Sometimes the truth comes at a cost. Can she forgive him when she learns his true identity? Posing as an Amish groundskeeper at Rose Allgyer’s lakeside cabin retreat, Englischer Caleb Miller is determined to clear his brother’s name of theft. But as he’s drawn to Rose’s good nature, the burden of his ruse gets heavier—especially after learning Rose was deceived by her ex-fiancé. Still guarded, will Rose trust Caleb with her heart when she discovers he isn’t who he claims to be?
I do love reading Amish fiction, and this was one I enjoyed a lot. It was interesting watching Caleb try to fit into the Amish community, mistakes and all. I was far more intrigued by the development of Caleb and Rose’s storyline than the mystery of the stolen coins, but there were also several other side intrigues to keep my attention as well. This was a sweet, uncomplicated read, perfect for a stressful day.
Carrie Lighte enjoys traveling to Amish communities across the United States and she hopes to visit a few in Canada soon, too. When she isn’t writing, reading or researching, she likes to hike, kayak and spend time at the beach.
(Galley courtesy of Harlequin/Love Inspired in exchange for an honest review.)
Asking for forgiveness is the hardest part. She once trusted him with her heart…but will she ever trust him with the truth?
With only two weeks to renovate her family’s Colorado B and B, struggling single mom Addie Ricci can’t turn away help. Especially not when it’s her handsome high school sweetheart, Evan Hawke, who’s offering to pitch in. As they repair the B and B, Addie and Evan also begin rebuilding their relationship…until a secret from their past threatens to bring it all crashing down.
I enjoyed this so much! Addie and Evan are struggling with so much pain and hurt from their past, but they learn to trust each other again and move past the mistakes and secrets they’ve hidden for so long. I love inspirational romances, but sometimes the faith feels like it’s shoehorned in. That’s not the case here. The faith aspect feels like a natural part of these characters, and it’s wonderful to see Addie learn and grow as she and Evan get to know each other all over again.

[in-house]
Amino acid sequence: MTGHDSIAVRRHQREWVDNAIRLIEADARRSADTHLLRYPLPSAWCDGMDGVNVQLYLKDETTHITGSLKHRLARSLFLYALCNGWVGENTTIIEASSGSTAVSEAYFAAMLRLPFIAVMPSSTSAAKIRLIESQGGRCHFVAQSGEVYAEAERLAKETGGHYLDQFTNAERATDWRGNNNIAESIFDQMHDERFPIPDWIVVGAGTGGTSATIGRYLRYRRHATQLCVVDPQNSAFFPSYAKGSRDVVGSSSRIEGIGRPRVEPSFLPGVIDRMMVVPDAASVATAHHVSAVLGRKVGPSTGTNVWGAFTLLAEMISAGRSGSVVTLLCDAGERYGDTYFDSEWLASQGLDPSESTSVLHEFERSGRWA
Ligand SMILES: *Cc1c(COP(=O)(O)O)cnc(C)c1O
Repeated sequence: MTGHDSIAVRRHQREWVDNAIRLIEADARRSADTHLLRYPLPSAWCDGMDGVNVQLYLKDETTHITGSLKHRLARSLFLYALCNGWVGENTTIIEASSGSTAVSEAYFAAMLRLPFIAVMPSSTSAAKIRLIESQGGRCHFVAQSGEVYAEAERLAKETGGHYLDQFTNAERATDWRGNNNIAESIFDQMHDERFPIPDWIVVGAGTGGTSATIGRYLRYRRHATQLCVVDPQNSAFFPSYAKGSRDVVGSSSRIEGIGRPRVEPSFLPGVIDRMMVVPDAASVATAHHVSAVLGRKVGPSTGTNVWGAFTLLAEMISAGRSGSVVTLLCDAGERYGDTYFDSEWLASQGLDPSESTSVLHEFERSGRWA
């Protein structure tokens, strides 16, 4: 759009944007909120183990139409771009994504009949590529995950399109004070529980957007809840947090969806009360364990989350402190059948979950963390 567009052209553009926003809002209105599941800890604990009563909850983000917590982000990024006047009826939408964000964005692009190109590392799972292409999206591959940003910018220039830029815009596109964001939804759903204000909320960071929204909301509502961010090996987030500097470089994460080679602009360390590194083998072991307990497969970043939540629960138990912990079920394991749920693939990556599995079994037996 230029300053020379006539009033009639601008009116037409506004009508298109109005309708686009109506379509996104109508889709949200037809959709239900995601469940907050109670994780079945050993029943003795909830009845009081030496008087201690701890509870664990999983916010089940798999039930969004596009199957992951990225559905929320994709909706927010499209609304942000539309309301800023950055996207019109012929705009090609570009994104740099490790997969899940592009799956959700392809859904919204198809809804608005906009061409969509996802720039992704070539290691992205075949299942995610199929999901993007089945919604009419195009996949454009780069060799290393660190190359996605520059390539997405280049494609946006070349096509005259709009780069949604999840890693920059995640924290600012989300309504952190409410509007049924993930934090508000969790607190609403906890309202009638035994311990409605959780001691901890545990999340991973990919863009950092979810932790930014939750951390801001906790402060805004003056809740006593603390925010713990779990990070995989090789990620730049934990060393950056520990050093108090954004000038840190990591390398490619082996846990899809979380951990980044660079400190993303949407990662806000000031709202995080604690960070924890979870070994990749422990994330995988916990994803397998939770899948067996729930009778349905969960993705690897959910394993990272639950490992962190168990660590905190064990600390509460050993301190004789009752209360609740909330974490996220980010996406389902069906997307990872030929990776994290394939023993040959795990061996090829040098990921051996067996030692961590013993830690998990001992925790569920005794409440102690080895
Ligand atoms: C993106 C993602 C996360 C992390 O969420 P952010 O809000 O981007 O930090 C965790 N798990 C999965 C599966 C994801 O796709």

Jill Lynn is an ACFW Carol Award-winning author and has a bachelor’s degree in communications from Bethel University. Her Hidden Hope is her newest novel,
(Galley courtesy of Harlequin/Love Inspired in exchange for an honest review.)
Adunni is a fourteen-year-old Nigerian girl who dreams of finishing her education and becoming a teacher. Before her mother died, she made her father promise Adunni wouldn’t be forced to marry, but her father now disregards that promise and gives her to be the third wife to a local man who demands that she gives him sons—and his first wife terrorizes her.
So Adunni runs away—and finds herself as the house slave to a wealthy couple in the city. The wife forces Adunni to scrub the house with a toothbrush and beats her whenever the whim strikes. The husband is a threat of a different kind, and Adunni realizes if she is ever to have “a louding voice”—the ability to speak and stand up for herself—she will have to act despite her fear. For herself. For the ones who came before her. And for those who will come after.
Sometimes it’s easy to forget how blessed I am, but this book paints it in stark relief in comparison to Adunni’s life. The strength and determination it would take to stand up to centuries of tradition and cultural habits is amazing. Adunni has suffered unspeakable things at the hands of those around her—yet she’s still upbeat and determined to seize her dreams in both hands. An excellent read—but not light and fluffy.
Abi Daré grew up in Nigeria and now lives in the UK. The Girl with the Louding Voice is her debut novel.
(Galley courtesy of Penguin Group/Dutton in exchange for an honest review.)
A Neurosurgeon’s Look at Faith, Doubt, and the Things We Think We Know